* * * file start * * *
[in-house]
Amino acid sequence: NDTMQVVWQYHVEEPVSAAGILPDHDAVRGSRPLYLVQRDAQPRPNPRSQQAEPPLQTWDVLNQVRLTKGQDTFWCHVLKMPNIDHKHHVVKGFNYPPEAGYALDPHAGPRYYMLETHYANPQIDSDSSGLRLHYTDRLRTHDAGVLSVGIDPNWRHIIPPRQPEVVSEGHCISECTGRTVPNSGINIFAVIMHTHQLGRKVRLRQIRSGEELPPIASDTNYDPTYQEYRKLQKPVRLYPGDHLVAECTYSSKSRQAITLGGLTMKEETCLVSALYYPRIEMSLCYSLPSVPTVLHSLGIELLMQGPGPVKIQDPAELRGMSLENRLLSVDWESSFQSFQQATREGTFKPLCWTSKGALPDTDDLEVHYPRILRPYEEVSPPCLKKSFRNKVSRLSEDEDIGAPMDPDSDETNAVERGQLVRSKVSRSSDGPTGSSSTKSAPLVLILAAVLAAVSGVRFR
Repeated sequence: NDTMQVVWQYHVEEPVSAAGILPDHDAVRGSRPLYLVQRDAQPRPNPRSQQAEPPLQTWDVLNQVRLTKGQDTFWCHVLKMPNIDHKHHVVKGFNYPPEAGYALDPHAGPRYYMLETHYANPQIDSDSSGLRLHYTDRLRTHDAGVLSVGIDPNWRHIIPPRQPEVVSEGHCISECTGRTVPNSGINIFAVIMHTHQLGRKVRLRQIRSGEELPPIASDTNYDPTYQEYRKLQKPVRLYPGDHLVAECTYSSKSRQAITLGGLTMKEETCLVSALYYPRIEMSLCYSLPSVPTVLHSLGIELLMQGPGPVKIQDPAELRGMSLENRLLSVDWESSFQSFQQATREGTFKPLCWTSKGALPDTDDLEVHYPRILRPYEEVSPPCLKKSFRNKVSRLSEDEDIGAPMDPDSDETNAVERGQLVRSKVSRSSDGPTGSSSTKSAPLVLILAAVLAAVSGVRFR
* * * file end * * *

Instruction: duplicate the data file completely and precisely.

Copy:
[in-house]
Amino acid sequence: NDTMQVVWQYHVEEPVSAAGILPDHDAVRGSRPLYLVQRDAQPRPNPRSQQAEPPLQTWDVLNQVRLTKGQDTFWCHVLKMPNIDHKHHVVKGFNYPPEAGYALDPHAGPRYYMLETHYANPQIDSDSSGLRLHYTDRLRTHDAGVLSVGIDPNWRHIIPPRQPEVVSEGHCISECTGRTVPNSGINIFAVIMHTHQLGRKVRLRQIRSGEELPPIASDTNYDPTYQEYRKLQKPVRLYPGDHLVAECTYSSKSRQAITLGGLTMKEETCLVSALYYPRIEMSLCYSLPSVPTVLHSLGIELLMQGPGPVKIQDPAELRGMSLENRLLSVDWESSFQSFQQATREGTFKPLCWTSKGALPDTDDLEVHYPRILRPYEEVSPPCLKKSFRNKVSRLSEDEDIGAPMDPDSDETNAVERGQLVRSKVSRSSDGPTGSSSTKSAPLVLILAAVLAAVSGVRFR
Repeated sequence: NDTMQVVWQYHVEEPVSAAGILPDHDAVRGSRPLYLVQRDAQPRPNPRSQQAEPPLQTWDVLNQVRLTKGQDTFWCHVLKMPNIDHKHHVVKGFNYPPEAGYALDPHAGPRYYMLETHYANPQIDSDSSGLRLHYTDRLRTHDAGVLSVGIDPNWRHIIPPRQPEVVSEGHCISECTGRTVPNSGINIFAVIMHTHQLGRKVRLRQIRSGEELPPIASDTNYDPTYQEYRKLQKPVRLYPGDHLVAECTYSSKSRQAITLGGLTMKEETCLVSALYYPRIEMSLCYSLPSVPTVLHSLGIELLMQGPGPVKIQDPAELRGMSLENRLLSVDWESSFQSFQQATREGTFKPLCWTSKGALPDTDDLEVHYPRILRPYEEVSPPCLKKSFRNKVSRLSEDEDIGAPMDPDSDETNAVERGQLVRSKVSRSSDGPTGSSSTKSAPLVLILAAVLAAVSGVRFR